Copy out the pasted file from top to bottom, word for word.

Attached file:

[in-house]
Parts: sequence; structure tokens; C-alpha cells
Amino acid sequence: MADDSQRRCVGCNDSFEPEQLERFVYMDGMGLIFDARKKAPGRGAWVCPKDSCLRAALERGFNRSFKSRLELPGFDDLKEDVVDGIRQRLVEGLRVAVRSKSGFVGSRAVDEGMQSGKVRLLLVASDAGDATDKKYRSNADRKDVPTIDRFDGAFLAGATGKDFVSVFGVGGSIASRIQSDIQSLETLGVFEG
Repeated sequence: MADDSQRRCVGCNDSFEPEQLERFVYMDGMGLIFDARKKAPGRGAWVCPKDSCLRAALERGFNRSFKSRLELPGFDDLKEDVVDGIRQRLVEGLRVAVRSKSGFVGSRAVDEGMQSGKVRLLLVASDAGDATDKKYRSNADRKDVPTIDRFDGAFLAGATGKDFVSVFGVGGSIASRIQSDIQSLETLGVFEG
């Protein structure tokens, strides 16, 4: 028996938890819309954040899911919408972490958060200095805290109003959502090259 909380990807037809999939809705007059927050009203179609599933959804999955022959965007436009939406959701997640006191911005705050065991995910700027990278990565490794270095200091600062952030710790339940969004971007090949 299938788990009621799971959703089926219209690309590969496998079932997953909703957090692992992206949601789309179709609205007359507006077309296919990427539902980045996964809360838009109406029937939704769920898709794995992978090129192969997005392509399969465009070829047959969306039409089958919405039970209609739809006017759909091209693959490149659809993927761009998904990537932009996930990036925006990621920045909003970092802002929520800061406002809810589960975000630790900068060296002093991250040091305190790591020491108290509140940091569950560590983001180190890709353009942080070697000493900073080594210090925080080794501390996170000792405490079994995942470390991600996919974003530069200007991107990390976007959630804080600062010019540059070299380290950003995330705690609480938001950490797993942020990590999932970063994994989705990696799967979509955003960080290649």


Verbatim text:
[in-house]
Parts: sequence; structure tokens; C-alpha cells
Amino acid sequence: MADDSQRRCVGCNDSFEPEQLERFVYMDGMGLIFDARKKAPGRGAWVCPKDSCLRAALERGFNRSFKSRLELPGFDDLKEDVVDGIRQRLVEGLRVAVRSKSGFVGSRAVDEGMQSGKVRLLLVASDAGDATDKKYRSNADRKDVPTIDRFDGAFLAGATGKDFVSVFGVGGSIASRIQSDIQSLETLGVFEG
Repeated sequence: MADDSQRRCVGCNDSFEPEQLERFVYMDGMGLIFDARKKAPGRGAWVCPKDSCLRAALERGFNRSFKSRLELPGFDDLKEDVVDGIRQRLVEGLRVAVRSKSGFVGSRAVDEGMQSGKVRLLLVASDAGDATDKKYRSNADRKDVPTIDRFDGAFLAGATGKDFVSVFGVGGSIASRIQSDIQSLETLGVFEG
């Protein structure tokens, strides 16, 4: 028996938890819309954040899911919408972490958060200095805290109003959502090259 909380990807037809999939809705007059927050009203179609599933959804999955022959965007436009939406959701997640006191911005705050065991995910700027990278990565490794270095200091600062952030710790339940969004971007090949 299938788990009621799971959703089926219209690309590969496998079932997953909703957090692992992206949601789309179709609205007359507006077309296919990427539902980045996964809360838009109406029937939704769920898709794995992978090129192969997005392509399969465009070829047959969306039409089958919405039970209609739809006017759909091209693959490149659809993927761009998904990537932009996930990036925006990621920045909003970092802002929520800061406002809810589960975000630790900068060296002093991250040091305190790591020491108290509140940091569950560590983001180190890709353009942080070697000493900073080594210090925080080794501390996170000792405490079994995942470390991600996919974003530069200007991107990390976007959630804080600062010019540059070299380290950003995330705690609480938001950490797993942020990590999932970063994994989705990696799967979509955003960080290649």